Mobile phones may only be used if they are necessary for the content of the lesson, for example in a lesson about media literacy, the Ministry of Education, Culture and Science writes in a press release. Even if students are dependent on it, for example for medical reasons or because of a disability, they can continue to use their telephone.
“Many children have a mobile phone at a young age,” says Minister Paul. “That is why I am pleased that we have now agreed for all schools that mobile phones are in principle no longer allowed in the classroom. In this way we protect the students, while it remains possible to use a mobile phone if really necessary.”
It is important for schools within special education that clear agreements are made with employees, parents and students. It is possible that the telephones will be needed more often in the classroom.
The government will later check whether the agreements have the desired effect or whether a legal ban may be necessary to ban mobile phones in the classroom.
Suppose you are 32 years old and decide to work one day less per week, this means that you will receive 120 euros less net per month during your pension. But almost 70% of Dutch people often do not consider the consequences of working fewer hours, according to a study by Money Wise, an initiative of the Ministry of Finance.
You would say that the 120 euros per month less pension is not much, but that depends on how much you earn and it can be the difference between making ends meet a little easier or having a little more difficulty with it, says Lisa Brüggen, director of pension knowledge center Netspar. And some people will work even fewer days than just that one day, she says.
Because it is very far away for most people, they don’t think about it that much, says Brüggen. However, the lower pension does not have to be a problem for everyone, she says. For some consumers it is a conscious choice and they simply adjust their spending habits to their financial situation, she says.
“But at the same time we see dire cases, where the effects are very large and people who have enormous regrets. We see in the Netherlands that there is a very large pension gap between men and women and in many situations this can have major consequences.”
In some cases, consumers do not take action because they apparently felt that it was not necessary, according to Brüggen. But sometimes it is useful to take action, for example by saving extra yourself or arranging something with your partner, she says.
Despite all the problems that may arise, she does not argue against working less. Brüggen advocates that people are aware of all the consequences, not just for the current salary. “Log in to mijnpensioenoverzicht.nl, and with just a few clicks you will have an overview of where you stand.”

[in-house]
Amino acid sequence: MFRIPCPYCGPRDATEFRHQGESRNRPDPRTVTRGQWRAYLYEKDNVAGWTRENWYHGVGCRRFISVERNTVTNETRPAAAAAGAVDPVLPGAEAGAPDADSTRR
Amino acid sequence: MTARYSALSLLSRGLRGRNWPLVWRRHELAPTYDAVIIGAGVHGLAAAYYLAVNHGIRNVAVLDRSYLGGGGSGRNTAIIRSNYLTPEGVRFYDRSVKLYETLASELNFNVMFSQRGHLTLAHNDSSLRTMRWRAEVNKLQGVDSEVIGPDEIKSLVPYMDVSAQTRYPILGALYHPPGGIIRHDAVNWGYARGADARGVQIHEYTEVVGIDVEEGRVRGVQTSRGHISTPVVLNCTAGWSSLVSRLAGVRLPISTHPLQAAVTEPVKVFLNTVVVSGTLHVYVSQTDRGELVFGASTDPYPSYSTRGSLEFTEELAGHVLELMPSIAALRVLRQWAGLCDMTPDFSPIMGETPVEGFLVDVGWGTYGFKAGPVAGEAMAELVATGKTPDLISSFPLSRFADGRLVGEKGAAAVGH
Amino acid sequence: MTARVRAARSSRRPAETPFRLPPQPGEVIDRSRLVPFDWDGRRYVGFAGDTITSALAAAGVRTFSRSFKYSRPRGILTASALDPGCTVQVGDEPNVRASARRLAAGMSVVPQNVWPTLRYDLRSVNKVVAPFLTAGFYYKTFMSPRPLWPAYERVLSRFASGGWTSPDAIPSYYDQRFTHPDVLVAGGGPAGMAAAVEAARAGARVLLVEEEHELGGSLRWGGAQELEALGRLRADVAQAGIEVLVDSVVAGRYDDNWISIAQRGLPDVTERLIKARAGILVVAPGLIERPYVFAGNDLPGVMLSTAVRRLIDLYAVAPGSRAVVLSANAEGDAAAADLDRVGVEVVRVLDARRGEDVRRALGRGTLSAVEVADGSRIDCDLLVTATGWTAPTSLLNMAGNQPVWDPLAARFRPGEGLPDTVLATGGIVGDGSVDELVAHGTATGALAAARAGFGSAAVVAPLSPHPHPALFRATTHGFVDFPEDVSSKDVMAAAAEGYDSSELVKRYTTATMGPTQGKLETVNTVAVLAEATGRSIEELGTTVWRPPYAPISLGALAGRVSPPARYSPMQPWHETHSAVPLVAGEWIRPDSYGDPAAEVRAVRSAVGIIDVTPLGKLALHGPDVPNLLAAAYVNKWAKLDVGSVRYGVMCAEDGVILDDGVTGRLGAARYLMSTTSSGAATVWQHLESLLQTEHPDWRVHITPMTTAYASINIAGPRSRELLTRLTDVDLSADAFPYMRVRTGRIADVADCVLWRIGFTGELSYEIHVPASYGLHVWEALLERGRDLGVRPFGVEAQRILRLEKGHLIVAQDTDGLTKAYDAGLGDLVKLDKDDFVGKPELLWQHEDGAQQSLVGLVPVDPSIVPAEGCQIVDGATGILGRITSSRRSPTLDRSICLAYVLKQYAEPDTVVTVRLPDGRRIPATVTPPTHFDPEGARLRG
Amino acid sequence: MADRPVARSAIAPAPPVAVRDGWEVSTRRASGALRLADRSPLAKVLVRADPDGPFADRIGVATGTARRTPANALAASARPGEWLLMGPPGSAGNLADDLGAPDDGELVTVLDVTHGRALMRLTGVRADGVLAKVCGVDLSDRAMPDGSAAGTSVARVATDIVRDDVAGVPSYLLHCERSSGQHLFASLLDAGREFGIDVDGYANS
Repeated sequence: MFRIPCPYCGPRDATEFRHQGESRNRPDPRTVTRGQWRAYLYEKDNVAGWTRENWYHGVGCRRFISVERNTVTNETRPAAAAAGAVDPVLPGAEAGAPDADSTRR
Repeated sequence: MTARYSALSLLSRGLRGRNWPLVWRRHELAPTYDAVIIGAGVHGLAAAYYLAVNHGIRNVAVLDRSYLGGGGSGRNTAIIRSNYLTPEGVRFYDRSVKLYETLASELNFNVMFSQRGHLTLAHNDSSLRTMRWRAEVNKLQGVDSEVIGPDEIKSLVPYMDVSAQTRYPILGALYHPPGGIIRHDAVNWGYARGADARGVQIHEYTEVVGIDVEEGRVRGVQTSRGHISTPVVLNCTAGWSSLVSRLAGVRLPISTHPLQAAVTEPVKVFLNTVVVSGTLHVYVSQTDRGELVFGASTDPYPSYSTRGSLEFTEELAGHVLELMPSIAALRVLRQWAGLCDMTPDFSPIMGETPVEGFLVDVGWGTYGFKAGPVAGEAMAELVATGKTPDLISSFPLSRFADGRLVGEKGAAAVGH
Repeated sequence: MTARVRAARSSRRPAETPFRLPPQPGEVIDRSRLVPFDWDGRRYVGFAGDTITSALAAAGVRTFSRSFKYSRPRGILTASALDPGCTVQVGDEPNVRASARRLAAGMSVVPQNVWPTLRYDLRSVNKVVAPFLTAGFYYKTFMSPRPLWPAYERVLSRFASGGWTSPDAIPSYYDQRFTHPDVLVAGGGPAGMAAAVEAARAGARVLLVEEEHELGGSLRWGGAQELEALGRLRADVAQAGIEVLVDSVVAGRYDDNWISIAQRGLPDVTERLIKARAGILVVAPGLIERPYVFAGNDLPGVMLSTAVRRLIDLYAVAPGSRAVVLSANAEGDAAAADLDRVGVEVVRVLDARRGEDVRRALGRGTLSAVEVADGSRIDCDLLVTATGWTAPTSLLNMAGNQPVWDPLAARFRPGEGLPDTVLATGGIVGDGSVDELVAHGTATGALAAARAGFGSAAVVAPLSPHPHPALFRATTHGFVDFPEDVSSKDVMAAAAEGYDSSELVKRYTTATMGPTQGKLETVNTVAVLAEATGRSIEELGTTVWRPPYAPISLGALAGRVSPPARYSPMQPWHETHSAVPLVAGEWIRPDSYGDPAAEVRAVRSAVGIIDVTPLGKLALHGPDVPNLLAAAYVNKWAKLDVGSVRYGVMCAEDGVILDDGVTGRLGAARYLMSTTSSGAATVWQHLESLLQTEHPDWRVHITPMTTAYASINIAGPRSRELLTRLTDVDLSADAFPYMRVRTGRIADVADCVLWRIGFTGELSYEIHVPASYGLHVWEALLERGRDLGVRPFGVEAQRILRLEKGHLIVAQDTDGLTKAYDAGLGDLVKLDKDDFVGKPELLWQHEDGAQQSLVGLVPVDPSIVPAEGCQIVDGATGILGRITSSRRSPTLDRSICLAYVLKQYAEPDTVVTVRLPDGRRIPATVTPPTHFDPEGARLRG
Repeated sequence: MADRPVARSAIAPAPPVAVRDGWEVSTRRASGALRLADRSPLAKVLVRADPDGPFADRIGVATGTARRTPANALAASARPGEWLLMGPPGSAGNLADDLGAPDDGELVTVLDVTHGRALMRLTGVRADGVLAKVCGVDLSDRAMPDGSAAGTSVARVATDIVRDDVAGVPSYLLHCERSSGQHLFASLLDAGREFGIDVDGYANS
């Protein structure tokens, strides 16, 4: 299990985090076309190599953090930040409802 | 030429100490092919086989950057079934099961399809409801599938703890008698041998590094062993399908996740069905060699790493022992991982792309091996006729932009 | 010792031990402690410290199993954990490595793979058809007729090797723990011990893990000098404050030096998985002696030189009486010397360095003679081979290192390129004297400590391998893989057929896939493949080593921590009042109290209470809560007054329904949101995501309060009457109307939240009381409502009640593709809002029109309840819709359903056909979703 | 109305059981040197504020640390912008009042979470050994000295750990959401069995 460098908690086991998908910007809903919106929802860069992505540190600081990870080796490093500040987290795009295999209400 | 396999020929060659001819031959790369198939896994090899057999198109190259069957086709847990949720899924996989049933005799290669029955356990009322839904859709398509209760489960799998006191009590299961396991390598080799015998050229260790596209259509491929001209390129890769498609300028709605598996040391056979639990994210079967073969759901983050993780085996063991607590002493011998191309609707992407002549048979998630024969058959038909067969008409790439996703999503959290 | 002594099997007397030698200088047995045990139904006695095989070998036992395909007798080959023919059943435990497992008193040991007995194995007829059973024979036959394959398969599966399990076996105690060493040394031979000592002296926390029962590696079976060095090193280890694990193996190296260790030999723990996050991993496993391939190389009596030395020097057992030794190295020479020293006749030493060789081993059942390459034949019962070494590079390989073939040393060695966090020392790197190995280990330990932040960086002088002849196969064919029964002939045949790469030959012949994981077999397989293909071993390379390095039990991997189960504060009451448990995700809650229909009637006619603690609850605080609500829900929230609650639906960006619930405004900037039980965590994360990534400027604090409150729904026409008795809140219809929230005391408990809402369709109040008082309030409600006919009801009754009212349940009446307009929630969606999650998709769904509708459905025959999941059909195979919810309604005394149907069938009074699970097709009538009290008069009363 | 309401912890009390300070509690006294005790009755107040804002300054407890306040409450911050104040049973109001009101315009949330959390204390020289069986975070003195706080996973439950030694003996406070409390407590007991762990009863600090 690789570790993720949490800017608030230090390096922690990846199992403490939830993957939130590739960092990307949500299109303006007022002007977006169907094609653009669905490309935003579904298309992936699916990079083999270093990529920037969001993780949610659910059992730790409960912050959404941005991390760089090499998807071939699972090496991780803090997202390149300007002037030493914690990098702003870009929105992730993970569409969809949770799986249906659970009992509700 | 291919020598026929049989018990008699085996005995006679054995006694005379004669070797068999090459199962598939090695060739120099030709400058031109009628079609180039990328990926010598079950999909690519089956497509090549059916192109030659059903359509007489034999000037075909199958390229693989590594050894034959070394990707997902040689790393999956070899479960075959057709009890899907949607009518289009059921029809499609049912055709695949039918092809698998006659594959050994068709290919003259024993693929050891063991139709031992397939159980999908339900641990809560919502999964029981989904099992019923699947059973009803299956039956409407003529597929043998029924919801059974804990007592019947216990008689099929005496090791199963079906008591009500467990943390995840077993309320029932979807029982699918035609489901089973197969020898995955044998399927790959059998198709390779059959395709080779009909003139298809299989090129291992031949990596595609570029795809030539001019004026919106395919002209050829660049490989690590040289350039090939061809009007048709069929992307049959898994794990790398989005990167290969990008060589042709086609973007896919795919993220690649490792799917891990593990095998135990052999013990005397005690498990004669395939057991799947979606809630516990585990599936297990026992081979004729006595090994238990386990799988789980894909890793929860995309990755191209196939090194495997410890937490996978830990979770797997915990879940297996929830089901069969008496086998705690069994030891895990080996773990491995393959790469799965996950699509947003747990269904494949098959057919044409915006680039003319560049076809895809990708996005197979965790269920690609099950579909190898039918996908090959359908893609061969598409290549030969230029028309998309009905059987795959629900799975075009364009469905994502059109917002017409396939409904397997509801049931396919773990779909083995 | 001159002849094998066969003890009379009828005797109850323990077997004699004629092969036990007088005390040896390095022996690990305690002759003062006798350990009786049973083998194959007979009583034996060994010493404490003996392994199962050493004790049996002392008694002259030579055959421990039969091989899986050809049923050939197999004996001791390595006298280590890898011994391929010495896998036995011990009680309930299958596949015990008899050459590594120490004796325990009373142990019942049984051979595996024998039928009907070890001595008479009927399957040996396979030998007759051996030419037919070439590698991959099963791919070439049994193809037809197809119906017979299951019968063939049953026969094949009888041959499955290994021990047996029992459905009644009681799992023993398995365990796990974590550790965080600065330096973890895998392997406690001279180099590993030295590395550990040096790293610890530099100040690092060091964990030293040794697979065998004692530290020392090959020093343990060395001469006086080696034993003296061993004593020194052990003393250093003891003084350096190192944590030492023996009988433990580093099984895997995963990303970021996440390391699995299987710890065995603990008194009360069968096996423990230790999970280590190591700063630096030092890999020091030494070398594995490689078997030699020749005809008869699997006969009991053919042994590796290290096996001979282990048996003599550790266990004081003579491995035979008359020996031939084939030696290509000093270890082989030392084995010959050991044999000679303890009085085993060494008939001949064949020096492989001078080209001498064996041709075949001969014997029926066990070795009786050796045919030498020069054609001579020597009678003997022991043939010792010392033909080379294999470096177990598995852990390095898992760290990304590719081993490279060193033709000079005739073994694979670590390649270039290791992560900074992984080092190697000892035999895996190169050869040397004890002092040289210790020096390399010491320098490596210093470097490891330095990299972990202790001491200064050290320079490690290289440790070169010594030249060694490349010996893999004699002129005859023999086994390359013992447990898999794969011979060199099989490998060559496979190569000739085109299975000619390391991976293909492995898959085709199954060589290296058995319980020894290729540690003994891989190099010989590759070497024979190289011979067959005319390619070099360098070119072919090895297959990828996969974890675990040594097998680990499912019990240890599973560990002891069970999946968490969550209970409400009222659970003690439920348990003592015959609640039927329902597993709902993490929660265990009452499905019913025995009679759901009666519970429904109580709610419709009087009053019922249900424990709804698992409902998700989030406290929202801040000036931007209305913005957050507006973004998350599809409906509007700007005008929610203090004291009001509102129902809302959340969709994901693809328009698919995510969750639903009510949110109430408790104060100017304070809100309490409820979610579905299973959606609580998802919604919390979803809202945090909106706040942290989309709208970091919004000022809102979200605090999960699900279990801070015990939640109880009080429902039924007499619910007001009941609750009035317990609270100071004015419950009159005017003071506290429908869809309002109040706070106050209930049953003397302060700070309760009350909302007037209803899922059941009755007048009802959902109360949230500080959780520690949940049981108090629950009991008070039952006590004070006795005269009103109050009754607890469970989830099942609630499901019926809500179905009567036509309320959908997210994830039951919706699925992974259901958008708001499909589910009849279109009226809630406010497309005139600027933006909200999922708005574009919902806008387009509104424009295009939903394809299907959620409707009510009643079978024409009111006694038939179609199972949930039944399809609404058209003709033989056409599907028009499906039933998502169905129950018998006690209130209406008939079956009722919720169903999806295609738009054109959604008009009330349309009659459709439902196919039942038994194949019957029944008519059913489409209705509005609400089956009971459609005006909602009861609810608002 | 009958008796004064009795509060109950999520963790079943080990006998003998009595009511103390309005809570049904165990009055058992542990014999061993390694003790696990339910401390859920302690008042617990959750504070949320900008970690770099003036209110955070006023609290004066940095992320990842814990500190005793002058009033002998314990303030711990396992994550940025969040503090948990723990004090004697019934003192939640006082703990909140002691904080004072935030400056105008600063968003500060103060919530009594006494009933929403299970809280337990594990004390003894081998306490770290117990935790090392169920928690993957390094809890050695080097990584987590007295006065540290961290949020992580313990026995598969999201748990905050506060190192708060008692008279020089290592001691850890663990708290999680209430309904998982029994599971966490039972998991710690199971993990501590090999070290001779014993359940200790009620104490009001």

Almost half of the Dutch working population works part-time. Nearly two-thirds of working women do so part-time, compared to 28% of men. As a result, women accrue less pension than men.
Last year, far fewer offices were converted into homes than in 2021. For the first time since 2015, fewer than 10,000 buildings were converted into homes.
Offices make up a large part of all residential conversions. Old schools, care locations and shops are also being transformed into houses.
In 2022, 3,100 homes will be created from former office buildings, reports statistics agency CBS. That is 30% less than a year earlier. An increase can be seen in buildings such as schools and healthcare locations.
A total of 9,565 buildings were converted into homes last year. This means that one in ten new houses is a converted building.
Most of the buildings converted last year are larger than those of previous years. But transformed houses are still relatively small. Most are smaller than 75 square meters, CBS reports.
In Flevoland, the number of converted houses has increased considerably: from 75 to 355. More than three quarters of these are in Almere. A few major projects were completed there last year. South Holland is the province with the most transformations.
In the Netherlands, many more new houses will have to be built in the coming years to solve the housing shortage. But the construction of new houses now takes longer due to, among other things, the nitrogen problem and staff shortages.
Update on Dujat & Members
Dujat, HVG Law LLP and Nippon Recruitment are pleased to invite you to attend the seminar “Recruitment & Retention – Key Factors in 2023”, taking place on Thursday 23 November at the office of HVG Law LLP in Amsterdam.
Thank you for reading our newsletter. If your company is member and has any news to share in our next newsletter, let us know by contacting our office.
Jinn van Gastel
Project Manager at Dujat
DUJAT (Dutch and Japanese Trade Federation)